In relation to comic book culture, Tony Venezia referenced Walter Benjamin's work during his presentation at the 2010 Leeds Comics Forum, discussing "book collecting as a form of practical memory." As multiple types of texts and publications, comics have always-already been embedded in the practice of collecting, and are therefore cultural objects possessed by the memory of their own history as artefacts. It is this self-consciousness of their material self, along the visual and therefore superficial structure of their essence as texts, what makes comics so problematic to merely migrate to digital form.
 Concrete poetry comes to mind, and so does a book like Jacques Derrida's Glas (1974), but as different printed editions of these works across languages and countries prove, comics can add layers to the already loaded topology of page layout and editorial and graphic book design.
 It should be clarified that format in prose fiction paperbacks "does not matter very much" in the same way that it matters in comic books, illustrated books, art/coffee table books and other "collectible" publications where the rarity (for example limited, signed and numbered editions) of the copy is taken into account or where the physicality of the publication plays an active role in its textual performance (for example 'pop-up' books or children's 'activity' books that seek a 'sensuous' interaction with them). In the case of paperbacks targeted to the mainstream market, 'format' matters due to mainly international copyright and marketing concerns. See for instance C. Max Magee, "Judging Books by Their Covers: U.S. Vs. U.K." (03 March 2010; accessed 23 November 2010).
My point with the airport bestseller example is that, arguably, even without its cover, as long as we had all the pages of prose, the novel would be considered "complete" regardless of the size of the paper, font type, etc. This, it must be said, does not apply to all books whose main text is written. The way "books as objects" mean varies from book to book. In the case of comics, I argue there is a different 'sociology' of the publication as carrier of meaning. Miha Kovac uses the example of Anna Karenina: "stored on a CD-ROM or in MP-3 format, [Leo Tolstoy's novel Anna Karenina] is still a book and as such a cultural good. (2008-11)" Needless to say, while a comic book version of Anna Karenina may still be "a comic book" on a CD-ROM, it certainly would stop being one if in MP3 format. Moreover, a comic book version of Anna Karenina would no longer be Leo Tolstoy's novel, in any format. For more of my take on form and content in comics, see "Content and Form Aren't Equal: A Discussion with Ernesto Priego" (Adams 2010; accessed 23 November 2010).
 According to Michael Dean, "Bud Plant, who would eventually own a chain of seven stores and his own distribution company, opened his first used-comics-and-paperbacks store in San Jos, Calif., in 1968 at the age of 16," and it is estimated that by 1974 "there were no more than 30 comics specialty shops throughout the United States and Canada, with another 100 stores that featured comics along with other wares such as books or records." A direct system that would replace newsstand distribution would not develop fully until after 1979. (The Comics Journal #277, July 2006).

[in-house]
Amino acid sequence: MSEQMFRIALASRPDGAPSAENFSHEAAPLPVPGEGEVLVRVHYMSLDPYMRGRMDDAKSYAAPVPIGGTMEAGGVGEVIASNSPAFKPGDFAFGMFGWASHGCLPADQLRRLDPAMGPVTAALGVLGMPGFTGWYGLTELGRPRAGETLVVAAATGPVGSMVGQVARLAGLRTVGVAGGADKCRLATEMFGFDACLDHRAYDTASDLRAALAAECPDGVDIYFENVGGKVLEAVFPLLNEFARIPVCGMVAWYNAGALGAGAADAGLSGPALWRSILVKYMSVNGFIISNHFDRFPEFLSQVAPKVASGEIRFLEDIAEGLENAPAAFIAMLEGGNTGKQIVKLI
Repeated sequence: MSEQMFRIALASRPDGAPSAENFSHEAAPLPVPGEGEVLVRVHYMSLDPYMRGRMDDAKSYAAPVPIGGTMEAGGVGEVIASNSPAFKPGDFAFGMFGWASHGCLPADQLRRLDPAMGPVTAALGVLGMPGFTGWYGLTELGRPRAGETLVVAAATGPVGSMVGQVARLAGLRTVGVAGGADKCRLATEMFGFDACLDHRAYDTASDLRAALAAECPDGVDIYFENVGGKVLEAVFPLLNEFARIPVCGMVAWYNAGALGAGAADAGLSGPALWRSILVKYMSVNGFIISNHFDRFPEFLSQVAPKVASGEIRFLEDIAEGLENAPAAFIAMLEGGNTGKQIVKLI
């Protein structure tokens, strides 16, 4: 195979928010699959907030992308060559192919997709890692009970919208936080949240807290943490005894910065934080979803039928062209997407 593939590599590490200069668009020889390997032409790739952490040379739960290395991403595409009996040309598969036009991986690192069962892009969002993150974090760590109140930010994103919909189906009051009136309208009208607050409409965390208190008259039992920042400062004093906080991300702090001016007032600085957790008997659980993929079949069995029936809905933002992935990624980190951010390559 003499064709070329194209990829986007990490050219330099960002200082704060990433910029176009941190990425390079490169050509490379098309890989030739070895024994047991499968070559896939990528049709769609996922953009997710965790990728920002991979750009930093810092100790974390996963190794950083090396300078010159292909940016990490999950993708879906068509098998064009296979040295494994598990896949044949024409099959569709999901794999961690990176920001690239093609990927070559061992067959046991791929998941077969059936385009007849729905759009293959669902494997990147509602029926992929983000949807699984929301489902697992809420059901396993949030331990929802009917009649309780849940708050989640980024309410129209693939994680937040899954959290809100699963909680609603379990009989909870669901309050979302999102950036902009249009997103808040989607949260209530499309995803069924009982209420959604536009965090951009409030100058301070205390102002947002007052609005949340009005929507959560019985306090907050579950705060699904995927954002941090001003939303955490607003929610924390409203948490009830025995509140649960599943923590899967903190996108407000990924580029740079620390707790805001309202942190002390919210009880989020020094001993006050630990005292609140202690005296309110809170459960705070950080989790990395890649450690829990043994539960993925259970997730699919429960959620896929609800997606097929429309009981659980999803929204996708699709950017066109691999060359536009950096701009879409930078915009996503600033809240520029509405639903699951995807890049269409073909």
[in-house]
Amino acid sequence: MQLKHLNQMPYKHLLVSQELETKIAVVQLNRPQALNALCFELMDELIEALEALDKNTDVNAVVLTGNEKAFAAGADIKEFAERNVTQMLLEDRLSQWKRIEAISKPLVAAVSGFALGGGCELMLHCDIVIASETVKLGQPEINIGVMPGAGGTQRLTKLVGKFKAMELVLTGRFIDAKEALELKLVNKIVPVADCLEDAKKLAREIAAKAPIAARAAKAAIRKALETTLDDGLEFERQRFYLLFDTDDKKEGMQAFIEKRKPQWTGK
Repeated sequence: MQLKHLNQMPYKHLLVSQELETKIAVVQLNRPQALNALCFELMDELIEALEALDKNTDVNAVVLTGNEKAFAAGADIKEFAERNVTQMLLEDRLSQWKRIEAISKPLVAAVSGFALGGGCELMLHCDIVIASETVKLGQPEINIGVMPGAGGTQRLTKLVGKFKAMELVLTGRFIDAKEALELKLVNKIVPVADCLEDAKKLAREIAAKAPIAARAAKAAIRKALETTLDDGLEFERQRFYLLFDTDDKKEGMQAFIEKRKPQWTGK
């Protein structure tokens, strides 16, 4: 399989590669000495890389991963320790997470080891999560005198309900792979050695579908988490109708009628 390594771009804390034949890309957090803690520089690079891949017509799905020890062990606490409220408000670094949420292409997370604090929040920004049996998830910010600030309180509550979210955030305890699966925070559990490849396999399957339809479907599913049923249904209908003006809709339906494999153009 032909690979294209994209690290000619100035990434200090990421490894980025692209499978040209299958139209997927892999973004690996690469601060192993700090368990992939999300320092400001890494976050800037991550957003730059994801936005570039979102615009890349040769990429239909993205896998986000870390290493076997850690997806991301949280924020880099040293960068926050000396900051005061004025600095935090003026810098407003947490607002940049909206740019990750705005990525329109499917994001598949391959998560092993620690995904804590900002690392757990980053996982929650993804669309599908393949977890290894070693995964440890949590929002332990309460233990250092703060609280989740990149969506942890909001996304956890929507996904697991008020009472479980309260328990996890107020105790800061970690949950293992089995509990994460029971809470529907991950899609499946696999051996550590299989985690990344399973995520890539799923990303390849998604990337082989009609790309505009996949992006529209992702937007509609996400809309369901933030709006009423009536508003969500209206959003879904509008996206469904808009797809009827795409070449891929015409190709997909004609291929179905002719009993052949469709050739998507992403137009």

James Sime, a comics blogger for Comic Book Resources, thinks that "the comic industry is going to convert these non-comic reading faithless and we're going to do it by going guerrilla", and he thinks one of the best "guerrilla locations" is indeed the airport (another one is the British pub). Notice Sime does not suggest that airport bookshops should sell comics too, but that airports should have comic book shops: "Comics stores at the airport. That's a million-dollar idea, my friends," he conludes. "The Comic Pimp", Issue 5, Comic Book Resources, (October 10 2003; accessed 23 November 2010). The distribution and sale of comic books through specialised shops is known as the "direct market." For a critical history of the negative consequences of this distribution channel, see Michael Dean, Gary Groth and Dirk Deppey, "A Comics Journal History of the Direct Market", The Comics Journal #277, July 2006.
 As anyone who has ever taken a plane knows, pieces of equipment that may interfere with a airplane's communication devices, such as portable videogame consoles, mp3 players and laptops, have to be switched off during take-off and landing. Before the flight mode was invented, mobile phones had to be kept switched off during the whole flight. So far, no printed book has had any of these inconveniences.